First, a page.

The Many Styles Of Tango
The tango is a dramatic, sensuous partnered dance style that comes from 19th century Argentina. It’s a mix of the waltz, polka and other European styles that got mixed with African and Cuban moves. If you’re thinking of learning to tango in Boston, MA, it’s a great choice and one that looks fantastic on the dance floor!
But which tango in Boston, MA do you want to learn? While the word tango implies one dance, there are actually many different styles to this Latin art, and you might have different preferences based on what you want to get out of your dancing. So let’s take a closer look at the different tango styles.
What a name! The Fantasia style is also known as “show tango,” so, as you may have guessed, this is a style that is usually learned for people who plan to tango for professional performance reasons. The motions are much more dramatic and exaggerated, and the embellishments and poses that most people associate with tango come from here. The style originally developed as an exhibition dance and was often used to keep audiences occupied during intermissions and breaks.
Tango De Salon
This is a more social form of tango, meant to be taken up by just about anyone, that emphasizes the dancers enjoying the dance, and not so much the audience. Tango de Salon itself is a broad “umbrella” that covers a whole suite of different styles. One consistent element is that the woman is usually held more distant from the man to more easily turn, and perform other moves.
If the Tango de Salon holds the woman at a distance for greater mobility, the Milonguero style keeps the woman and the man nearby—at least the upper body—for a closer, more intimate dance. This style is all about the partners maintaining closer contact, and expressing themselves more through steps and leans than any big flourishes such as a spin.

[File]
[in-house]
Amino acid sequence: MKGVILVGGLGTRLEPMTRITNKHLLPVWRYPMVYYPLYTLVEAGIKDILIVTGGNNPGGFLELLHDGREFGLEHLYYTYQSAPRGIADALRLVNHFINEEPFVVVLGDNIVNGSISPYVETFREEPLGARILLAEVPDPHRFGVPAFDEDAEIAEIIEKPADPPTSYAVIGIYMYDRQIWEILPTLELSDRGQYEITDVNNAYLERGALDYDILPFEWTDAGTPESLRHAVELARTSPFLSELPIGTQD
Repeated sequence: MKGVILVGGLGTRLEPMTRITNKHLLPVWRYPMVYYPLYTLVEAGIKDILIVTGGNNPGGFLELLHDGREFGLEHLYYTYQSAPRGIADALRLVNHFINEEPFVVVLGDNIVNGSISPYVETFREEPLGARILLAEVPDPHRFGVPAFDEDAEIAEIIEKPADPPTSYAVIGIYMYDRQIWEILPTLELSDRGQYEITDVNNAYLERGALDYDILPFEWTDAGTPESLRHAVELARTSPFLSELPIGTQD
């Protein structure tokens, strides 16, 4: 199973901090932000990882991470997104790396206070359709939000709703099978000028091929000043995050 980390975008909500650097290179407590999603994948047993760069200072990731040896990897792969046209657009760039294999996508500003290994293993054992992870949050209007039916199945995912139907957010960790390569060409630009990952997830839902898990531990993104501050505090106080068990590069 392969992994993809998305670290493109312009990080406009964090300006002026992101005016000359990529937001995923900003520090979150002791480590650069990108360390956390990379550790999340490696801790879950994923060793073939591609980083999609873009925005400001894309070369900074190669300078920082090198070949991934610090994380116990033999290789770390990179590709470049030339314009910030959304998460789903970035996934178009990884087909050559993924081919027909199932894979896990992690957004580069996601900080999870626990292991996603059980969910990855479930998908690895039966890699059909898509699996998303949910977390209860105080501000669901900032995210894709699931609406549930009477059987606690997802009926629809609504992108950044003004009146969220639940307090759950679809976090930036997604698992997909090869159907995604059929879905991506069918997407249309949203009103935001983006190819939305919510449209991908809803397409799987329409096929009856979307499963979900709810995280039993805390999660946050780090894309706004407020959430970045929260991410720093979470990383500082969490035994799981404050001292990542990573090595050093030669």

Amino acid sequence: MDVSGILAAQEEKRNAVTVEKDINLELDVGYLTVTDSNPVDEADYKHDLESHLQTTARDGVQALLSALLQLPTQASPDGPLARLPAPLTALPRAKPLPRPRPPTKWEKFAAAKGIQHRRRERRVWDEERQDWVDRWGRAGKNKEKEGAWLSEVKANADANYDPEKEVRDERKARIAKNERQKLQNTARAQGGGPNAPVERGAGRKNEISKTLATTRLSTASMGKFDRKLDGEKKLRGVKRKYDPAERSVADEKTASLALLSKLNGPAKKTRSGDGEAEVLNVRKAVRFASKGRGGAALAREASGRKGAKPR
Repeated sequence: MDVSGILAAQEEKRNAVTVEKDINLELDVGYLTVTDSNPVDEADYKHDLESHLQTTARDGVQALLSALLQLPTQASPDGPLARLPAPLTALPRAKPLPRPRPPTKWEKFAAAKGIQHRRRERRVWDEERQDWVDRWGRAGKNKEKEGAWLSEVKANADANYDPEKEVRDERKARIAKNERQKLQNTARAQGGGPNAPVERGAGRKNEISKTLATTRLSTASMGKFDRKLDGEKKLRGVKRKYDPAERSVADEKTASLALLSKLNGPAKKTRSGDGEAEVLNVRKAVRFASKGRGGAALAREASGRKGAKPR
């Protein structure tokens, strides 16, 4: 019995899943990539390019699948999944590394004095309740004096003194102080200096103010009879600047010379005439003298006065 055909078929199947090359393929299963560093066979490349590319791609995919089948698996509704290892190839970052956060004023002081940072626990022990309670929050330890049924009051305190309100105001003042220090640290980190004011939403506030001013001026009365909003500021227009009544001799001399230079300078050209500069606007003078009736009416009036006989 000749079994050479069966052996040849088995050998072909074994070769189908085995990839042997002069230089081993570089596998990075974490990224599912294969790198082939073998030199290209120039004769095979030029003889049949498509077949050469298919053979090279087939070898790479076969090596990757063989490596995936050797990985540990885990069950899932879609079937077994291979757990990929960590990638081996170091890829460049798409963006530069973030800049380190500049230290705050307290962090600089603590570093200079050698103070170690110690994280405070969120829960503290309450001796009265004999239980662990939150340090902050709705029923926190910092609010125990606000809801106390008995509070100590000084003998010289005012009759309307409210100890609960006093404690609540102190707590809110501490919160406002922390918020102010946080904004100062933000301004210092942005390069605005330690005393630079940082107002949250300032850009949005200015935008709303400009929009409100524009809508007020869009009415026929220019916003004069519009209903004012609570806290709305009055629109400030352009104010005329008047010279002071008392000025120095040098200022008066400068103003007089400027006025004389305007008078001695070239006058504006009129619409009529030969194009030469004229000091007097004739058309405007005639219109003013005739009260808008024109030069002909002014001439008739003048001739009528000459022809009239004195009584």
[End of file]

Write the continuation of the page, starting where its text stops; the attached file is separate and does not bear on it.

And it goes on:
This is a more technical form of tango dancing, not for the faint of heart. Nuevo tango is all precision in the steps, about structure, discipline, and much more emphasis control. It’s a style that is for dancers more concerned with technical accomplishment than “just having fun,” so it might be a better fit for dancers who are already proficient and want to add a bit more depth and even structural analysis to their dancing. This is a newer manifestation of the tango style.
This style of dance originated in the poorer quarters of Buenos Aires, and was, for many years, frowned upon by the more refined or disciplined tango dancing community. It is a looser style, with allowances for flourishes that look good, even sensuous, that may not be the most technically proficient. It’s more of an informal, passionate, edgy “street-style” but looks quite impressive when performed by the right couple.
There’s a lot of variation in the world of tango! If you’re interested in learning it in Boston, MA, just remember to be patient with yourself! Like any art, this is a skill that takes time and practice, but you can have a lot of fun learning it!